In Defense of Cybersecurity Framework

ISACA's Sarb Sembhi Sees Simplicity Benefiting New Adopters
Sarb Sembhi
A leader of ISACA, Sarb Sembhi, defends President Obama's cybersecurity framework, which critics contend lacks sophistication. He says detractors miss the point about how frameworks evolve.

"If you start off at a point which is too complex and too hard, no one is going to be interested because the bar is set too high," says Sembhi, past president of the London chapter of ISACA, an international professional association focused on IT governance. "Having a good starting point, someway that's achievable, is excellent."

The Obama administration in February issued the cybersecurity framework, with the intent to provide a voluntary guide for operators of the mostly privately-owned critical infrastructure to secure their information assets (see The Evolving Cybersecurity Framework). Although aimed at American institutions, Sembhi says the framework will likely be adopted by organizations around the globe.

"If the leadership from the USA comes up with anything that was far too complex and far too difficult to achieve, they would not be taken on by the rest of the world that consider the U.S. as the leader," says Sembhi, who chairs ISACA's European and African governmental and regulatory advocacy subcommittee.

Sembhi characterizes the cybersecurity framework as a good starting point that will evolve in the coming years. "As those countries start adopting it, and the U.S. moves to a slightly more mature model ... that's when, hopefully, the rest of the organizations start to catch up with them, and that's when people stop criticizing, perhaps in the way they have been."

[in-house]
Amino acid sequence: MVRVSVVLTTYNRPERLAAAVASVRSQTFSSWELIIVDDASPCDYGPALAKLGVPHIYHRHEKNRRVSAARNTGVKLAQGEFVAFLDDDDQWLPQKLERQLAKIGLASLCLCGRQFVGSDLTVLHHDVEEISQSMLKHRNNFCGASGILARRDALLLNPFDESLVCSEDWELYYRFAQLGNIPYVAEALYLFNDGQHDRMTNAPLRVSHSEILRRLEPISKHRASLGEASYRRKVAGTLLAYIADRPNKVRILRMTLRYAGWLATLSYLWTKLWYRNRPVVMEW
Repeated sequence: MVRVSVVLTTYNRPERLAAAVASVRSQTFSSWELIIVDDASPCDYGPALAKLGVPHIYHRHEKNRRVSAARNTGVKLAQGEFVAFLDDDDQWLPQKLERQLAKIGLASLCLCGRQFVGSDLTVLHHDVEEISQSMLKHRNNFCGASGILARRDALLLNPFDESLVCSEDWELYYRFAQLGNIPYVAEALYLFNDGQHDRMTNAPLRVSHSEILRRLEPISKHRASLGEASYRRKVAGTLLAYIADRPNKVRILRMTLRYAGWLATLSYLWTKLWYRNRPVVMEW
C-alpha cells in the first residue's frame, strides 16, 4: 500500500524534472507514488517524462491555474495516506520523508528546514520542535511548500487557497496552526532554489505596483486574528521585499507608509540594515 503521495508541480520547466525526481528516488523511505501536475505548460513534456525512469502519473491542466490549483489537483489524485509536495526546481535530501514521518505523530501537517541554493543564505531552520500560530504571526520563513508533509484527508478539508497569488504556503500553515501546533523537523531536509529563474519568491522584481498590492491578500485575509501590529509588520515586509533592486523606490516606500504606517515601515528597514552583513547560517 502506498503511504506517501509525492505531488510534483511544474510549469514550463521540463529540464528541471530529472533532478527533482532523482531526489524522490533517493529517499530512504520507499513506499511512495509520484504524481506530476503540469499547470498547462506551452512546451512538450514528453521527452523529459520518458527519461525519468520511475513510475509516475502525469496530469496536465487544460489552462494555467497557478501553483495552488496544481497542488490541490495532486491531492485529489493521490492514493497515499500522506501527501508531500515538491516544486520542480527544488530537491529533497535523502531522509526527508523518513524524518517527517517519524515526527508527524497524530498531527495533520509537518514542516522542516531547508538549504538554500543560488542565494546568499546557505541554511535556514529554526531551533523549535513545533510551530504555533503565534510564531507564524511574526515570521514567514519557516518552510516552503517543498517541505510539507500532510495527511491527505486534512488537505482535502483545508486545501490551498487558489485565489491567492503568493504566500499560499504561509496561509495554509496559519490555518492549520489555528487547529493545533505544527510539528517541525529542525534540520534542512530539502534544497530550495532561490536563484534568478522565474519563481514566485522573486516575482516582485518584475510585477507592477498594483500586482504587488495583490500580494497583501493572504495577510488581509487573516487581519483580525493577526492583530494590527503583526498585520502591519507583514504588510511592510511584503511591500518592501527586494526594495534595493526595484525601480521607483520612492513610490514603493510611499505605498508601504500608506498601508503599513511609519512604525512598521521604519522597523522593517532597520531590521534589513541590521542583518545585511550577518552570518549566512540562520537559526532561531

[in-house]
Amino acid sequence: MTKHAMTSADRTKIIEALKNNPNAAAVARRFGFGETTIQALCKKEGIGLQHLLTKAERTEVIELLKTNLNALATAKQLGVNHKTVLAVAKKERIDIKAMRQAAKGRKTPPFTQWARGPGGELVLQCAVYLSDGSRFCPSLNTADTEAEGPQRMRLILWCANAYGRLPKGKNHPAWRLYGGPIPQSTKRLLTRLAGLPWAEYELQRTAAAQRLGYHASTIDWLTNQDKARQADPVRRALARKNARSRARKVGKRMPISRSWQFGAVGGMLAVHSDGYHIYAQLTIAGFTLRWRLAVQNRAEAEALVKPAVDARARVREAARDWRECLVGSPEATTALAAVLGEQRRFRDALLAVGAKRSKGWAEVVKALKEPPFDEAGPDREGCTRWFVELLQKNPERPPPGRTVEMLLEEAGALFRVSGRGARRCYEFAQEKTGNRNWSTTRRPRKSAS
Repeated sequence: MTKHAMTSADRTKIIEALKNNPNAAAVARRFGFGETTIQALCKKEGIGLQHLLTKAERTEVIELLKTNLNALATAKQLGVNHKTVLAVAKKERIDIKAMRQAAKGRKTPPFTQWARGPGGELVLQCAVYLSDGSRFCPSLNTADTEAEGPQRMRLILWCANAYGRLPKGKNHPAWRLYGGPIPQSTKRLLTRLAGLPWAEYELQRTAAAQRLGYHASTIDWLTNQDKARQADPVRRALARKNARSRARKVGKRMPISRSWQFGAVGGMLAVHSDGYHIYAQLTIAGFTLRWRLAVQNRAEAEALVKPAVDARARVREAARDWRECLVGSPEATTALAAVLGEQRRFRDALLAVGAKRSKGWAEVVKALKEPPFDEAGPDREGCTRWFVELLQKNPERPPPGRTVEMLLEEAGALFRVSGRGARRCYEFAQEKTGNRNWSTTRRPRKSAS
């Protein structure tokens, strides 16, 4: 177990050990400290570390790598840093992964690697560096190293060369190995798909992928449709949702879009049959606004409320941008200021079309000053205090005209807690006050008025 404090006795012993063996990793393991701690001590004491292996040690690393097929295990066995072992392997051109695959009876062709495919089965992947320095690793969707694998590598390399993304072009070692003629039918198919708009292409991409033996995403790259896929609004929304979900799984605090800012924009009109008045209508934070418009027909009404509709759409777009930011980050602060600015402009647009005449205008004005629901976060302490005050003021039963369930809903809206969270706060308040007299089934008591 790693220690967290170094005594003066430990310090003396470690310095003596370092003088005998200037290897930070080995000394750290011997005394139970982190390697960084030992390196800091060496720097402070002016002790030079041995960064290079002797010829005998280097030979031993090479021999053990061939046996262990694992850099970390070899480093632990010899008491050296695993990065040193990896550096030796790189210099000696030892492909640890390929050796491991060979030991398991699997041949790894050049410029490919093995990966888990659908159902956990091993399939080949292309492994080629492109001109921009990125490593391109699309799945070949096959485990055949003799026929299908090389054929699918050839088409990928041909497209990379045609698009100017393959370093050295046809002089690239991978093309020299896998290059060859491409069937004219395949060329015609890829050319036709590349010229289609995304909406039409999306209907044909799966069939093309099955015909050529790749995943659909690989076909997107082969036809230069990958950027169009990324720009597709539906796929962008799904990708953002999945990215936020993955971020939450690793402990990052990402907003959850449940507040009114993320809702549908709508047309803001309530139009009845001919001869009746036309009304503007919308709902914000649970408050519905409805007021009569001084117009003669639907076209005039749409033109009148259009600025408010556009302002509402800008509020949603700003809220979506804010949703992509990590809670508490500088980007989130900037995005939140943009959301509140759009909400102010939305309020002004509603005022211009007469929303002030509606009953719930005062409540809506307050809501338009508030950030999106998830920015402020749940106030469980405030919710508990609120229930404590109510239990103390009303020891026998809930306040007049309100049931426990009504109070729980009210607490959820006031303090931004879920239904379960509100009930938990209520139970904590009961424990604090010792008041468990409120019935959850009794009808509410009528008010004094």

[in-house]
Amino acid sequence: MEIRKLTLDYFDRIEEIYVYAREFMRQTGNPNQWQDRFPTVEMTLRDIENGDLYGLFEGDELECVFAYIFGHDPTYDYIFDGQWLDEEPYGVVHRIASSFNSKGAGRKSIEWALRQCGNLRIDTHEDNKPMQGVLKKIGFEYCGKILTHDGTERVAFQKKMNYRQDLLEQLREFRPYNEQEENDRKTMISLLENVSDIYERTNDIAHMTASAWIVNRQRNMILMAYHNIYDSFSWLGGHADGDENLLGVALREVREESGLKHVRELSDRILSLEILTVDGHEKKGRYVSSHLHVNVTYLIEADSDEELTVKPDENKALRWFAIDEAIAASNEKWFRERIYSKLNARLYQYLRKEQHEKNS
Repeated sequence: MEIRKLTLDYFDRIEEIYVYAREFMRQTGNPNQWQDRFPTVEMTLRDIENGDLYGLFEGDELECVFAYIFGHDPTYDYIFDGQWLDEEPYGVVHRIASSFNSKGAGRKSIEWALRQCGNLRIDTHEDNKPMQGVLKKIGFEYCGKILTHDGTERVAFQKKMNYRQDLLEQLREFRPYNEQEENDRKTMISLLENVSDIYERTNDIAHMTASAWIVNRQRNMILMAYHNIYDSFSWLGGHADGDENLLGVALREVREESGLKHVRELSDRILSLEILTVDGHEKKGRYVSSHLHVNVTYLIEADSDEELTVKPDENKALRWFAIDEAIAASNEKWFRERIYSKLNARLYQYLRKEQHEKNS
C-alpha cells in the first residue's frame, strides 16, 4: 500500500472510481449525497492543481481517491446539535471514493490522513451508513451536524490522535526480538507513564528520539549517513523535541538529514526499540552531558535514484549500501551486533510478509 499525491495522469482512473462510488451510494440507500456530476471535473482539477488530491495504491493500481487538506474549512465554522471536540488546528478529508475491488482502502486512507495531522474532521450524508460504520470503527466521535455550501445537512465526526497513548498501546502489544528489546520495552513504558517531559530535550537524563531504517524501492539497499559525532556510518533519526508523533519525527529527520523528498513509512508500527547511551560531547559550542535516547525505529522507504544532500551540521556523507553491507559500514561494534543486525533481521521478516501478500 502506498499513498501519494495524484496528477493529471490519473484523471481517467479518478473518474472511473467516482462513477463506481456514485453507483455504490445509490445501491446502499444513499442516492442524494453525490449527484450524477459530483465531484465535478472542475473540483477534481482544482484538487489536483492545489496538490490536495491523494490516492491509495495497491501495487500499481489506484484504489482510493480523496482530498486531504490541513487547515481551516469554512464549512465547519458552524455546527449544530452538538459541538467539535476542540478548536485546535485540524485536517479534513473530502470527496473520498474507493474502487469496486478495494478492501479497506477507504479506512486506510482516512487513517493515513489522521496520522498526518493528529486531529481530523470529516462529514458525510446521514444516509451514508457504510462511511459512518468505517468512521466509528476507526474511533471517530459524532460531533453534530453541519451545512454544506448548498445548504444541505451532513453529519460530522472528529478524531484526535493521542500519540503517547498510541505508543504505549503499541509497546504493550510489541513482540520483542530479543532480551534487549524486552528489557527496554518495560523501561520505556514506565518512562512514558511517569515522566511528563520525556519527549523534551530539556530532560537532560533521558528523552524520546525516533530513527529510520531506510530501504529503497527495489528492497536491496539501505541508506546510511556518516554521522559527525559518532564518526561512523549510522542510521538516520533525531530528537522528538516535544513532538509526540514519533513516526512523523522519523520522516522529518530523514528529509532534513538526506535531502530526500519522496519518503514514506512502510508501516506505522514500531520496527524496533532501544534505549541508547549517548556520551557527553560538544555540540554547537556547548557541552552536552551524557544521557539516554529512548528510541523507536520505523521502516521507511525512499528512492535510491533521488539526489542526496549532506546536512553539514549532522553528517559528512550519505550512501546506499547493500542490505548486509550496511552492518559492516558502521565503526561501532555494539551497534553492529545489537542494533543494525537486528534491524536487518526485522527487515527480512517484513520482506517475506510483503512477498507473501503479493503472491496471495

In the interview, held at the 2014 Infosecurity Europe conference in London, Sembhi:

  • Contrasts the IT and IT security maturity levels of governments and businesses in Europe and Africa;
  • Addresses the impact on developing nation of the adoption of IT security frameworks;
  • Discusses how ISACA helps governments and businesses around the world in adopting IT security and risk frameworks.

Besides his role at ISACA, Sembhi serves as director of consulting services with Incoming Thought, an IT security advisory firm. He previously worked as a security researcher.

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